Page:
My parents surprised us with a visit. By the time I came home from work that day, they’d decided our living situation wasn’t suitable and shouldn’t involve bugs. They packed our few boxes and moved us. They’d found a vacant attic apartment in a building owned by their bed and breakfast host. My parents paid a month of our rent because we’d lost our deposit.

“Thank goodness you have a job,” Mom said, “it’s a blessing.” I was grateful, especially because my boss wouldn’t know our new address.

On the morning I told Barbara that her father had gone too far in his tattoo game, that he’d reached down the front of my blouse and touched my breasts, she said, “Please leave immediately,” not looking up from her screen. I offered her two-weeks’ notice, as my parents had taught me good employees do.

“I mean now,” she said. “You need to leave now.”

It stung; I thought that she’d be appalled and that she might want to protect me, as an older sister might, but her panic felt like blame. I manually punched my time card at the machine on my way out. Payroll was due the next day and I knew Barbara would need the numbers.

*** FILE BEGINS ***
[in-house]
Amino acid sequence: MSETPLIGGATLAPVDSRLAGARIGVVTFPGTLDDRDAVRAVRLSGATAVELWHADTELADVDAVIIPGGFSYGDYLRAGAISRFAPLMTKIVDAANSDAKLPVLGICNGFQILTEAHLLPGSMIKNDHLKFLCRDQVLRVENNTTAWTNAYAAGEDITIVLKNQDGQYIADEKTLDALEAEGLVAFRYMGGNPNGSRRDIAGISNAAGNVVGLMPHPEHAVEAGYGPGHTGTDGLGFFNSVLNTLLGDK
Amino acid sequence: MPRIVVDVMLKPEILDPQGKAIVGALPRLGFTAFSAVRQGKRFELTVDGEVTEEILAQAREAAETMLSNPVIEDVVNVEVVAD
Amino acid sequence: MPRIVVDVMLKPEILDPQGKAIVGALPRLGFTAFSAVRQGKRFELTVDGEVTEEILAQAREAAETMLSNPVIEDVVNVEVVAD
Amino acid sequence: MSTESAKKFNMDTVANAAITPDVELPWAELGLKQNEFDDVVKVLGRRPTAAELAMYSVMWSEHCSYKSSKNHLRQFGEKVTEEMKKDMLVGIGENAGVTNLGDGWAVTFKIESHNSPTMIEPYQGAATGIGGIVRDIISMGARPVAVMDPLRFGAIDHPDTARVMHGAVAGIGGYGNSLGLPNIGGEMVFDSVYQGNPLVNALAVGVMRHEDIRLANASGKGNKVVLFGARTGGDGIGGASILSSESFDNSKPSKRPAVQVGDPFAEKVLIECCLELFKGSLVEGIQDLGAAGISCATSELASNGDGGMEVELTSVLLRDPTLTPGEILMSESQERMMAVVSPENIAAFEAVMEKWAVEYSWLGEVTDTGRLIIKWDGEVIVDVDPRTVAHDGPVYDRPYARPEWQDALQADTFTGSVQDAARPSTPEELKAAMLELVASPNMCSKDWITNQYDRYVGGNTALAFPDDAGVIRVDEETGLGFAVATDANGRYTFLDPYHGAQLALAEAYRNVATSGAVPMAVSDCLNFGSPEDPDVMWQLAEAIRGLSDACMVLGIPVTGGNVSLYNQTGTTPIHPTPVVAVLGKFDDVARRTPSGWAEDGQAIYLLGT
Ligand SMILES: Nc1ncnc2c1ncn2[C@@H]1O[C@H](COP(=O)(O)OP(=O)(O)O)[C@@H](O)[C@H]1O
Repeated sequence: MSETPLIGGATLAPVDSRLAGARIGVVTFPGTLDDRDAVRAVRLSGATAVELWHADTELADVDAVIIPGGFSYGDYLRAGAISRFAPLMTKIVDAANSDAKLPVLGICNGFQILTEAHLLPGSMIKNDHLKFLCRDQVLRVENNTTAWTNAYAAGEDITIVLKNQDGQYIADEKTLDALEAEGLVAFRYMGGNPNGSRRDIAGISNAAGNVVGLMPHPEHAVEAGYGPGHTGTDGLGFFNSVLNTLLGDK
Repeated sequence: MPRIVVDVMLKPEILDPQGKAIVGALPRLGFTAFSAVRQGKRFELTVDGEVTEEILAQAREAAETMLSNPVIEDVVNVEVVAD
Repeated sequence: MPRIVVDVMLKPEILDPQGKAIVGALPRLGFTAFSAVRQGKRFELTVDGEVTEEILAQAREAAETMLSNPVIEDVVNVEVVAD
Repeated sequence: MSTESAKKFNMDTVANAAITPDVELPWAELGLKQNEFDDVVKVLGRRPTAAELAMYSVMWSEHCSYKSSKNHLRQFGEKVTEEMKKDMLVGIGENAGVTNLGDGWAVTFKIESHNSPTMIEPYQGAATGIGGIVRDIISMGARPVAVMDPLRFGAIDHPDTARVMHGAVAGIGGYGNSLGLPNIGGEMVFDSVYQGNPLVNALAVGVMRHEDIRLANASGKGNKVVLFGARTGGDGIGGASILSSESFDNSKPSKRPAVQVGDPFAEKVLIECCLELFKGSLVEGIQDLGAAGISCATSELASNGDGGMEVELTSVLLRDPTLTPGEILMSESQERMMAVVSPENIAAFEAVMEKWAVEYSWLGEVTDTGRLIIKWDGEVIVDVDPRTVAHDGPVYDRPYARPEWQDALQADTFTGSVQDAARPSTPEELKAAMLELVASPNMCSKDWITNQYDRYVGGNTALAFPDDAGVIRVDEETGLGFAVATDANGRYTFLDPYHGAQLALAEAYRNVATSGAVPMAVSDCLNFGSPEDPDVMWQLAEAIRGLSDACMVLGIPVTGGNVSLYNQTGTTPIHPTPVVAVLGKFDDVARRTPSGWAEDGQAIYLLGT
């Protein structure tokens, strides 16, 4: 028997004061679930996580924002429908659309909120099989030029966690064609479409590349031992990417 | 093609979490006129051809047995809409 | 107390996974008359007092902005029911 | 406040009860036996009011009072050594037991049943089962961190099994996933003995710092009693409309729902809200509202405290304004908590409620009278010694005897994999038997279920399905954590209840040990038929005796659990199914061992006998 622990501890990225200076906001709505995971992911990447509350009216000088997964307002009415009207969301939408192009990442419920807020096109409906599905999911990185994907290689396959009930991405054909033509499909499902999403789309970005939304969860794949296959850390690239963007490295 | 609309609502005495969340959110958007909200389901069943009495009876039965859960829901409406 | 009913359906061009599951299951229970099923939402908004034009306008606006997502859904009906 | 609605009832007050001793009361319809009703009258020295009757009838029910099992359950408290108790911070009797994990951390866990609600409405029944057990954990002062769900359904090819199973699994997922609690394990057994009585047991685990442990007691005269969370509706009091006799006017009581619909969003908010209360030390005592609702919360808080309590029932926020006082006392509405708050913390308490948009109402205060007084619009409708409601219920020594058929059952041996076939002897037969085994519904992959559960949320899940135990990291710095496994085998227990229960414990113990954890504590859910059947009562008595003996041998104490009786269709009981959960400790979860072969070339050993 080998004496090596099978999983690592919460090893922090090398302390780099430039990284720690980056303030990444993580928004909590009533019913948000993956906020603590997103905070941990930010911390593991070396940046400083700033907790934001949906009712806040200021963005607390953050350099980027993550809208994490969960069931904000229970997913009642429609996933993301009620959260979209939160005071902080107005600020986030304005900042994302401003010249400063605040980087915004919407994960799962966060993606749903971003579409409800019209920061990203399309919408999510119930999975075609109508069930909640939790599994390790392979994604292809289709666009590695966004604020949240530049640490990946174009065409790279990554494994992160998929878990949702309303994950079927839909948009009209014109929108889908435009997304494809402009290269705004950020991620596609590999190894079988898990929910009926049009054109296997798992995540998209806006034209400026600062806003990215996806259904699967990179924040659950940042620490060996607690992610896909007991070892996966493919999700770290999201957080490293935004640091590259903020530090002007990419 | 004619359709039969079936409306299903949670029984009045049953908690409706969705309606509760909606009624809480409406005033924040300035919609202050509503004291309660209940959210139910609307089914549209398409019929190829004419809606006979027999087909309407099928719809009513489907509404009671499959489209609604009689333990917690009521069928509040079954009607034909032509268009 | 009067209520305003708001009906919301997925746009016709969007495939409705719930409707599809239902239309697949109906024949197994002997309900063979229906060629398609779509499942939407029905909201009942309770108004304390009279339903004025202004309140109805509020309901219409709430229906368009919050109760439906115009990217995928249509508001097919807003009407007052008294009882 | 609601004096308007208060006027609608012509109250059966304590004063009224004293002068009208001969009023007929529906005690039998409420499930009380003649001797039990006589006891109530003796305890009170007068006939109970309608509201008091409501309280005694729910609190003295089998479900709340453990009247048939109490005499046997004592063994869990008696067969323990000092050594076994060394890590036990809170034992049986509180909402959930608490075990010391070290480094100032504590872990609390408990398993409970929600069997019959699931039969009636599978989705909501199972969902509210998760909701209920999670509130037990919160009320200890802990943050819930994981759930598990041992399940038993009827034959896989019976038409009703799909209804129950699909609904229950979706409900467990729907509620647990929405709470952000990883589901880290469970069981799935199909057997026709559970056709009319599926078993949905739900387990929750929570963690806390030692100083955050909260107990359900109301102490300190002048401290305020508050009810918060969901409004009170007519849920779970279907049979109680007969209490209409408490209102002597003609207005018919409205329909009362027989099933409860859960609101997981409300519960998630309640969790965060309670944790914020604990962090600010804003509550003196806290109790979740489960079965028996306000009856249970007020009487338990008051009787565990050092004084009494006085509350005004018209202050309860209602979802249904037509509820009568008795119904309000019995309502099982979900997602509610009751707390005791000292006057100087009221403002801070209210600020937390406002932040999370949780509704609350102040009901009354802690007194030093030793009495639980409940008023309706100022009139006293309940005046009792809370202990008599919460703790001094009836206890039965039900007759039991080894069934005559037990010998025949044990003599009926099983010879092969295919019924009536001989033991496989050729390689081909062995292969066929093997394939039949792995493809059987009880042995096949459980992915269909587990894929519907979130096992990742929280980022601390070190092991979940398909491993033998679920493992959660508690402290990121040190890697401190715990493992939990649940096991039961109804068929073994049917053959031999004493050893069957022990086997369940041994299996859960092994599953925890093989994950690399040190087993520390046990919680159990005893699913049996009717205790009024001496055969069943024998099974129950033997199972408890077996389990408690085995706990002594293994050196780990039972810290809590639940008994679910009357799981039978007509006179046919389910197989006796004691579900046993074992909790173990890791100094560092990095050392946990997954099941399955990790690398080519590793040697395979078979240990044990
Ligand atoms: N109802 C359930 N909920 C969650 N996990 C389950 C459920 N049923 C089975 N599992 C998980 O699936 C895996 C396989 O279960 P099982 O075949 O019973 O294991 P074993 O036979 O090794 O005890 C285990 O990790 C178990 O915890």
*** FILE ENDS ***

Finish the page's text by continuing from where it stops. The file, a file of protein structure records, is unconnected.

“What are you going to do now?” Mom asked, when I told her I’d quit. “I hope you have another plan.” I was too ashamed to tell her what had happened and too shocked to admit I didn’t.

It’s taken me 20 years and many more jobs to find my voice and write my truth. Speaking up, as the characters in my novel and stories can attest, isn’t always welcome and the consequences are often punitive. When my daughters read my #MeToo story, I’ll tell them I hope they never have one, but if they’re faced with fight or flight, run as fast as you can, even though neither might keep them safe.

Next to protecting others from sexual harassment, the most powerful thing I can do is to listen, empathize and put it on the page. My daughters see that the #MeToo rebellion is being led by the silence-breakers, but it’s an opportunity for the silence keepers ― men and women who protect perpetrators ― to do more and allow less. Our collective courage must be amplified so that our daughters and sons don’t have the same stories and the burden of telling them.

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Slave traders home, slum, des res: the stories of one house raise restless ghosts

Studying the past of one terraced Liverpool home for BBC2s A House Through Time has brought Britains real history to life

All old houses are haunted. Not by ghosts but by the lives of others. Because to live in an old house is to share your most intimate space with the dead. Houses live longer than people and the harsh fact is that we are just passing through. Our homes, the most acutely personal places in our lives, come to us secondhand, and invisibly link us to people we have never met, people to whom we have no association other than a single shared connection to place.